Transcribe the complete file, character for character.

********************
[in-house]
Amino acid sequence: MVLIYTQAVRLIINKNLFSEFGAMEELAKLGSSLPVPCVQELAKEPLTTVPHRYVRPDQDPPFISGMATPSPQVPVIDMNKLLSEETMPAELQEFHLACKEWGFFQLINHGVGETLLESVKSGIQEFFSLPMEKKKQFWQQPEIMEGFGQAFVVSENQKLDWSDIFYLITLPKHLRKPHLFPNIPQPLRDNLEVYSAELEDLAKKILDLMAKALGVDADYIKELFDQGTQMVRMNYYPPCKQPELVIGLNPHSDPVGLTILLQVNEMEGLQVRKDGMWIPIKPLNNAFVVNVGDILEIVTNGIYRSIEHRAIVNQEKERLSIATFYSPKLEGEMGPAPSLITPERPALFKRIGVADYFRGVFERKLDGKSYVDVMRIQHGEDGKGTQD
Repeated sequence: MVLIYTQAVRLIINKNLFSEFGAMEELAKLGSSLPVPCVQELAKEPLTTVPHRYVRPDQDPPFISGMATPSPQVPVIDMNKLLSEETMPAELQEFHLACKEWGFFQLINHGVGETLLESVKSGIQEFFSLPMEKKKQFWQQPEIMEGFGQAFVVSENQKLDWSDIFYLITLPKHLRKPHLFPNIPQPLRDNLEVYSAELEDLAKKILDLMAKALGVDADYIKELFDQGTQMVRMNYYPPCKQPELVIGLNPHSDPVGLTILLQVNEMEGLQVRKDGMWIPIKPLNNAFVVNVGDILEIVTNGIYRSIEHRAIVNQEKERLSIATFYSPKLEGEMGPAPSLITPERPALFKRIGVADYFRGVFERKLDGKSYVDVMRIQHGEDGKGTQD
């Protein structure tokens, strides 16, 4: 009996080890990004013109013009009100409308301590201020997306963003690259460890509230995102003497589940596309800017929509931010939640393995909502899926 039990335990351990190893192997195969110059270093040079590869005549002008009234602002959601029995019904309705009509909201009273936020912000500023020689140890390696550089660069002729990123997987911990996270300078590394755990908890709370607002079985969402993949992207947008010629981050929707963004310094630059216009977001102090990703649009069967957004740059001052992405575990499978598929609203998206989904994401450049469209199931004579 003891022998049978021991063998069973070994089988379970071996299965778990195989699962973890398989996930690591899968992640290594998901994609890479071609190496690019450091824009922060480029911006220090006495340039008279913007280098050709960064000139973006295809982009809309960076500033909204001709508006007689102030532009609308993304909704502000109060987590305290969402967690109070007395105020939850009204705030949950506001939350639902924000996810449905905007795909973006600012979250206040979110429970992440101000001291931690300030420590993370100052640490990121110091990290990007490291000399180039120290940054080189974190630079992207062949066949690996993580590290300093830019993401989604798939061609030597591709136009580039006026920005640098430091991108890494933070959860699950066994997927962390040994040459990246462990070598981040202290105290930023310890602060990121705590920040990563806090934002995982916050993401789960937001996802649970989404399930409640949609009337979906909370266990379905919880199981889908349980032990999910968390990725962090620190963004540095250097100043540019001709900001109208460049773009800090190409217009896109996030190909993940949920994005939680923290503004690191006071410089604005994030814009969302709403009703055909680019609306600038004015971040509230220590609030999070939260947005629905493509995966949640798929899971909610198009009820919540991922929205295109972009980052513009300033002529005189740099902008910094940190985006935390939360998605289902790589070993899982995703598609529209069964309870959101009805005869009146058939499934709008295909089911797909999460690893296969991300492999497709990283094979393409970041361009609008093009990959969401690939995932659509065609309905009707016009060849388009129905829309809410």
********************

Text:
[in-house]
Amino acid sequence: MVLIYTQAVRLIINKNLFSEFGAMEELAKLGSSLPVPCVQELAKEPLTTVPHRYVRPDQDPPFISGMATPSPQVPVIDMNKLLSEETMPAELQEFHLACKEWGFFQLINHGVGETLLESVKSGIQEFFSLPMEKKKQFWQQPEIMEGFGQAFVVSENQKLDWSDIFYLITLPKHLRKPHLFPNIPQPLRDNLEVYSAELEDLAKKILDLMAKALGVDADYIKELFDQGTQMVRMNYYPPCKQPELVIGLNPHSDPVGLTILLQVNEMEGLQVRKDGMWIPIKPLNNAFVVNVGDILEIVTNGIYRSIEHRAIVNQEKERLSIATFYSPKLEGEMGPAPSLITPERPALFKRIGVADYFRGVFERKLDGKSYVDVMRIQHGEDGKGTQD
Repeated sequence: MVLIYTQAVRLIINKNLFSEFGAMEELAKLGSSLPVPCVQELAKEPLTTVPHRYVRPDQDPPFISGMATPSPQVPVIDMNKLLSEETMPAELQEFHLACKEWGFFQLINHGVGETLLESVKSGIQEFFSLPMEKKKQFWQQPEIMEGFGQAFVVSENQKLDWSDIFYLITLPKHLRKPHLFPNIPQPLRDNLEVYSAELEDLAKKILDLMAKALGVDADYIKELFDQGTQMVRMNYYPPCKQPELVIGLNPHSDPVGLTILLQVNEMEGLQVRKDGMWIPIKPLNNAFVVNVGDILEIVTNGIYRSIEHRAIVNQEKERLSIATFYSPKLEGEMGPAPSLITPERPALFKRIGVADYFRGVFERKLDGKSYVDVMRIQHGEDGKGTQD
């Protein structure tokens, strides 16, 4: 009996080890990004013109013009009100409308301590201020997306963003690259460890509230995102003497589940596309800017929509931010939640393995909502899926 039990335990351990190893192997195969110059270093040079590869005549002008009234602002959601029995019904309705009509909201009273936020912000500023020689140890390696550089660069002729990123997987911990996270300078590394755990908890709370607002079985969402993949992207947008010629981050929707963004310094630059216009977001102090990703649009069967957004740059001052992405575990499978598929609203998206989904994401450049469209199931004579 003891022998049978021991063998069973070994089988379970071996299965778990195989699962973890398989996930690591899968992640290594998901994609890479071609190496690019450091824009922060480029911006220090006495340039008279913007280098050709960064000139973006295809982009809309960076500033909204001709508006007689102030532009609308993304909704502000109060987590305290969402967690109070007395105020939850009204705030949950506001939350639902924000996810449905905007795909973006600012979250206040979110429970992440101000001291931690300030420590993370100052640490990121110091990290990007490291000399180039120290940054080189974190630079992207062949066949690996993580590290300093830019993401989604798939061609030597591709136009580039006026920005640098430091991108890494933070959860699950066994997927962390040994040459990246462990070598981040202290105290930023310890602060990121705590920040990563806090934002995982916050993401789960937001996802649970989404399930409640949609009337979906909370266990379905919880199981889908349980032990999910968390990725962090620190963004540095250097100043540019001709900001109208460049773009800090190409217009896109996030190909993940949920994005939680923290503004690191006071410089604005994030814009969302709403009703055909680019609306600038004015971040509230220590609030999070939260947005629905493509995966949640798929899971909610198009009820919540991922929205295109972009980052513009300033002529005189740099902008910094940190985006935390939360998605289902790589070993899982995703598609529209069964309870959101009805005869009146058939499934709008295909089911797909999460690893296969991300492999497709990283094979393409970041361009609008093009990959969401690939995932659509065609309905009707016009060849388009129905829309809410």